Each and every pregnancy is different, including the labor and delivery that brings your new baby into the world. That being said, there is a specific chain of events that occurs with vaginal birth. Labor progresses in stages, from early to active labor, to finally giving birth to your baby and placenta. And once you deliver, there are a few things you should know about what is and isn’t a typical part of postpartum recovery.
Whether you’re preparing for the arrival of your first child or brushing up on the details before you welcome baby two, three, or four, we put this guide together so you know what to expect from your body as you begin your life as a parent of a newborn.
What to Expect From a Vaginal Delivery
First things first, with a vaginal delivery, your body will progress through the following stages of labor:
- What it is: Essentially, it’s the pre-game—this stage lasts up until around 6 centimeters dilation.
- How long it lasts: Anywhere from hours to days (yes, really, I’m sorry! Keep in touch with your own doctor through early labor, as it can be hard to gauge as a first-time mom especially).
During early labor, your contractions will probably be mild and spaced out as much as 20 minutes or as little as five minutes apart. As you move through early labor, the timing of your contractions will begin to become more predictable.
And once your contractions become stronger and closer together, your body is working on cervical dilation and effacement. Dilation is the opening of the cervix while effacement is the stretching and thinning of the cervix. Most women notice some tinted discharge during early labor, which is the result of your cervix opening (the cervix has a lot of blood vessels, hence the hint of blood).
And a quick note: there is no “set” time that your water has to break during labor—some women’s labor will start with their water breaking, but others can move through several labor stages before their water breaks.
- What it is: This is the stage where things really kick into high gear—it’s the stage when you dilate from 6 cm to 10, and generally, contractions really pick up in intensity.
- How long it lasts: For a first-time mom, active labor is generally 4-8 hours long, but that varies widely with every person.
Once you’re in active labor, your cervix will dilate from six to 10 centimeters. Most laboring patients become increasingly more uncomfortable during this phase.
During active labor, your body is hard at work moving your baby into the birth canal. Your contractions are so frequent that it is hard to catch a break between them. This can be tough, but it is good news, because you are well on your way to meeting your baby!
- What it is: Technically, this is still part of active labor, but it’s a very intense time when your body readies itself for giving birth.
- How long it lasts: Anywhere from 15 to 60 minutes.
At the very end of active labor, you’ll experience what is called transition. During a vaginal birth, this shorter, intense portion of labor takes place when your cervix is fully dilating from 7 to 10. Many individuals notice a change in how they feel during transition—if you don’t have an epidural, you might experience increased discomfort and start to feel more anxious. Some also experience shaking from the hormones as their body prepares to push.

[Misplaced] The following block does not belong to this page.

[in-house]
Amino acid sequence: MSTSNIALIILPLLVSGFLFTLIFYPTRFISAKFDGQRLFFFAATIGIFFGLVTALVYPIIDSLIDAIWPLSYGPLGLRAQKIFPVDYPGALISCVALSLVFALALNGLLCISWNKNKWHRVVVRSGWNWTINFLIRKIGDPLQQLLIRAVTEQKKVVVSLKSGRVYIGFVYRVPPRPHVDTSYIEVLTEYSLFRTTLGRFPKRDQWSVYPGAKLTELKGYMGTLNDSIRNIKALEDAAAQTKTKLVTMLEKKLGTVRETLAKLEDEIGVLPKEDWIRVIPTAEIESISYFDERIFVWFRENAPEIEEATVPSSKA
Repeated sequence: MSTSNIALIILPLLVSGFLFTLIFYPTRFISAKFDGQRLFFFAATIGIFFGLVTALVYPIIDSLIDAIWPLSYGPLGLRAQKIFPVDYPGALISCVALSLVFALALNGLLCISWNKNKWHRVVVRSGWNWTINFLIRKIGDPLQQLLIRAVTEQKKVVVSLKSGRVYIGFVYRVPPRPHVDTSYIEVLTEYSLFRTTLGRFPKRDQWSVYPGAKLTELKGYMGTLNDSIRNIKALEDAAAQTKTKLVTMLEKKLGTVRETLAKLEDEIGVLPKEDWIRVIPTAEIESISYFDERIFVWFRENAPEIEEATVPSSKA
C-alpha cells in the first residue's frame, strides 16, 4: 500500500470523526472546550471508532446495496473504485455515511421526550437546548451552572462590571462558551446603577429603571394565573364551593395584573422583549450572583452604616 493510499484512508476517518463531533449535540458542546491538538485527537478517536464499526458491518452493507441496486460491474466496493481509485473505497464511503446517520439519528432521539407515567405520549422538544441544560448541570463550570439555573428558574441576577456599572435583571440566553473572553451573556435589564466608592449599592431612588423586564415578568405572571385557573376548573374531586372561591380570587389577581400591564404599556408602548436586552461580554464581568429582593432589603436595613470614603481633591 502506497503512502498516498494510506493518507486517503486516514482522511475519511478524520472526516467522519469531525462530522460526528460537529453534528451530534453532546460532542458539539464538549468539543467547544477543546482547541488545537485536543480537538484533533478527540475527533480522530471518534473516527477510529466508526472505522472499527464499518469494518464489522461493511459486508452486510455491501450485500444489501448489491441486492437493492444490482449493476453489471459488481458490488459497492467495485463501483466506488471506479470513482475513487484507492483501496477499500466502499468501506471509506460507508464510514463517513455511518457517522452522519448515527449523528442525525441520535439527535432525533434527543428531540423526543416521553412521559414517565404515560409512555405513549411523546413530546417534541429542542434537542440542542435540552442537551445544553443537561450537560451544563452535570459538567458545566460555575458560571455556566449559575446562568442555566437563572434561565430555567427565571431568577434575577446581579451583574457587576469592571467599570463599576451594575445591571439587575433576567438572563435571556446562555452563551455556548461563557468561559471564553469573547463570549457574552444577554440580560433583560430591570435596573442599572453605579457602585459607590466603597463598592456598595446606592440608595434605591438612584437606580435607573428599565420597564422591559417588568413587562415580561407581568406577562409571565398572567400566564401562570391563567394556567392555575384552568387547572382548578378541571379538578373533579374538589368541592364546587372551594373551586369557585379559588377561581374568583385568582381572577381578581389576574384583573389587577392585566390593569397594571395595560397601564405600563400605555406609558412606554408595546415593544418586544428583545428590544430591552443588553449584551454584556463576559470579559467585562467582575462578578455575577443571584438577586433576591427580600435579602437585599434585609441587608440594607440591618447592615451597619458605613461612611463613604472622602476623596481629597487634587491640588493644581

Laboring patients (even with an epidural) will also notice pressure, because their baby is moving down the vagina. You might experience an urge to push during transition, but wait for your doctor to give you the go ahead. Pushing before your baby is ready could result in unnecessary tearing or just plain exhaustion.
During the phase, your care provider might tell you that your baby is crowning. This is when the infant’s head is actually visible. You may be offered a mirror to see or might be able to reach down and touch the top of your baby’s head!
- What it is: Yup, you guessed it—this is the time when you will be pushing your baby out through the birth canal. The moment you’ve been waiting for is here!
- How long it lasts: Minutes to up to two hours (this depends on your facility’s policy for how long they will let you push, as well as your own baby’s health, of course).
Once your cervix has dilated to 10 centimeters, your doctor or midwife will begin to coach you through pushing. It’s time to deliver your baby!
Typically, women are instructed to tuck their chin and bear down, much like pushing during a bowel movement. And yes, sometimes you may expel an actual bowel movement when you push, but I assure you, not only is it perfectly normal, but your nurses will welcome it, because it’s a sign you’re pushing effectively.
As far as what position you should push in, it’s really up to you and your birthing team. There is evidence that delivery goes best when the delivering parent is allowed to do what feels natural, including waiting to push until they experience the urge and taking a break from pushing between contractions.
If you are a first-time mom, you could push for one or two hours during a vaginal birth. Parents who are delivering a second, third, or fourth baby often push for a shorter amount of time.
Delivering the Placenta
- What it is: Delivering your placenta is actually the last stage of labor, and yes, it’s still very important.
- How long it lasts: It can be as quick as 5 minutes, or as long as one hour, but usually it’s no more than 30 minutes.
Once your baby is in your arms, delivery isn’t quite over. The placenta has been keeping your baby supplied with nutrients and oxygen for the last 40ish weeks, but now that its job is over, it needs to exit your uterus.
The body often does this on its own by continuing contractions or restarting them five to 10 minutes after the baby is born. Your care provider might also use Pitocin (through your IV) to keep contractions going and encourage placenta delivery by massaging your abdomen. You may also have to push once or twice to expel the placenta, at your doctor’s request.